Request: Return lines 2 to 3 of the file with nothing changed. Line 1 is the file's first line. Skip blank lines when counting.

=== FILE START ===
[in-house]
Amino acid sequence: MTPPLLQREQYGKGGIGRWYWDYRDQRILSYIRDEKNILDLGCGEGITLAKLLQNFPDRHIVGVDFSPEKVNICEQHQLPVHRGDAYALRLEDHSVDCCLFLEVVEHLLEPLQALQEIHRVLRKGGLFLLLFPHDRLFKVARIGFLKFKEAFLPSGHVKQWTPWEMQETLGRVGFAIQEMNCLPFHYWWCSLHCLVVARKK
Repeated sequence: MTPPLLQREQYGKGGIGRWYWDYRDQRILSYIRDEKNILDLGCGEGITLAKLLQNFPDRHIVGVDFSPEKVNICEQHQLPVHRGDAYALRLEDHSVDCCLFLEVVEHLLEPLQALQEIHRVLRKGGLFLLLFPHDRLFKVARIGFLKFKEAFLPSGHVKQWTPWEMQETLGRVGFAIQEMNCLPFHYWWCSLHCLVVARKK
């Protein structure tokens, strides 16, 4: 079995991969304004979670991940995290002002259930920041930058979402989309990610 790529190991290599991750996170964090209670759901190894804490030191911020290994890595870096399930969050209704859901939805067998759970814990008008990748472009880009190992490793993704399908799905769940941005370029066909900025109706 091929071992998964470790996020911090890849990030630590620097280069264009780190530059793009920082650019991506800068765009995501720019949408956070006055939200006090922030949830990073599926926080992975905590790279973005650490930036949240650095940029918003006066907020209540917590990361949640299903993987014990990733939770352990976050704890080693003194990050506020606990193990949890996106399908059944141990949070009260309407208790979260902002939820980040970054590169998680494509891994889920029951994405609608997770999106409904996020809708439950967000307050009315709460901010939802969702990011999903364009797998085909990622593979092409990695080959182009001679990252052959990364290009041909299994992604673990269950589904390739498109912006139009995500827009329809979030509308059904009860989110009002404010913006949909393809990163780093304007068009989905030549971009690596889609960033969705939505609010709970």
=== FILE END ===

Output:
Amino acid sequence: MTPPLLQREQYGKGGIGRWYWDYRDQRILSYIRDEKNILDLGCGEGITLAKLLQNFPDRHIVGVDFSPEKVNICEQHQLPVHRGDAYALRLEDHSVDCCLFLEVVEHLLEPLQALQEIHRVLRKGGLFLLLFPHDRLFKVARIGFLKFKEAFLPSGHVKQWTPWEMQETLGRVGFAIQEMNCLPFHYWWCSLHCLVVARKK
Repeated sequence: MTPPLLQREQYGKGGIGRWYWDYRDQRILSYIRDEKNILDLGCGEGITLAKLLQNFPDRHIVGVDFSPEKVNICEQHQLPVHRGDAYALRLEDHSVDCCLFLEVVEHLLEPLQALQEIHRVLRKGGLFLLLFPHDRLFKVARIGFLKFKEAFLPSGHVKQWTPWEMQETLGRVGFAIQEMNCLPFHYWWCSLHCLVVARKK